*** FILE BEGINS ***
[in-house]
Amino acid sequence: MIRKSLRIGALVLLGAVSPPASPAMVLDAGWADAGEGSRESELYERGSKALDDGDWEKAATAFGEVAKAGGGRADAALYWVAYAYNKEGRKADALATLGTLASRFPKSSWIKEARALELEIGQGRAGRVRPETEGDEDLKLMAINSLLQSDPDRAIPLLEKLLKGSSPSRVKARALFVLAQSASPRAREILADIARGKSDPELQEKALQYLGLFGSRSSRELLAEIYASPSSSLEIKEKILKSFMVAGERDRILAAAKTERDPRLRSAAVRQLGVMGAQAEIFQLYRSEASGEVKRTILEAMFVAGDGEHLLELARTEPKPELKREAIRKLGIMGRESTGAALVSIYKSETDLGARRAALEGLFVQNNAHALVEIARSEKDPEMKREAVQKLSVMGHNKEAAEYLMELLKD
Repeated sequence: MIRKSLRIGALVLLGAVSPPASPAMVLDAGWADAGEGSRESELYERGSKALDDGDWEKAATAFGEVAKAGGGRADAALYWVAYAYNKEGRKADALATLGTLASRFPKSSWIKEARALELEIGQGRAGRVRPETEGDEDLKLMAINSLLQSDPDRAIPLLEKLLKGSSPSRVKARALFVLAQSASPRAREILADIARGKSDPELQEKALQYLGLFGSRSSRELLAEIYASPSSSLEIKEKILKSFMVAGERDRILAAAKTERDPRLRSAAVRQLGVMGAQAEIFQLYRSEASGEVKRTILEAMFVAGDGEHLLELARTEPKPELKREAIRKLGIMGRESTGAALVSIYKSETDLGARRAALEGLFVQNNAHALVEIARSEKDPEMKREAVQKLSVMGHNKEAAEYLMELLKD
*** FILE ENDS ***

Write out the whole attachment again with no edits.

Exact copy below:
[in-house]
Amino acid sequence: MIRKSLRIGALVLLGAVSPPASPAMVLDAGWADAGEGSRESELYERGSKALDDGDWEKAATAFGEVAKAGGGRADAALYWVAYAYNKEGRKADALATLGTLASRFPKSSWIKEARALELEIGQGRAGRVRPETEGDEDLKLMAINSLLQSDPDRAIPLLEKLLKGSSPSRVKARALFVLAQSASPRAREILADIARGKSDPELQEKALQYLGLFGSRSSRELLAEIYASPSSSLEIKEKILKSFMVAGERDRILAAAKTERDPRLRSAAVRQLGVMGAQAEIFQLYRSEASGEVKRTILEAMFVAGDGEHLLELARTEPKPELKREAIRKLGIMGRESTGAALVSIYKSETDLGARRAALEGLFVQNNAHALVEIARSEKDPEMKREAVQKLSVMGHNKEAAEYLMELLKD
Repeated sequence: MIRKSLRIGALVLLGAVSPPASPAMVLDAGWADAGEGSRESELYERGSKALDDGDWEKAATAFGEVAKAGGGRADAALYWVAYAYNKEGRKADALATLGTLASRFPKSSWIKEARALELEIGQGRAGRVRPETEGDEDLKLMAINSLLQSDPDRAIPLLEKLLKGSSPSRVKARALFVLAQSASPRAREILADIARGKSDPELQEKALQYLGLFGSRSSRELLAEIYASPSSSLEIKEKILKSFMVAGERDRILAAAKTERDPRLRSAAVRQLGVMGAQAEIFQLYRSEASGEVKRTILEAMFVAGDGEHLLELARTEPKPELKREAIRKLGIMGRESTGAALVSIYKSETDLGARRAALEGLFVQNNAHALVEIARSEKDPEMKREAVQKLSVMGHNKEAAEYLMELLKD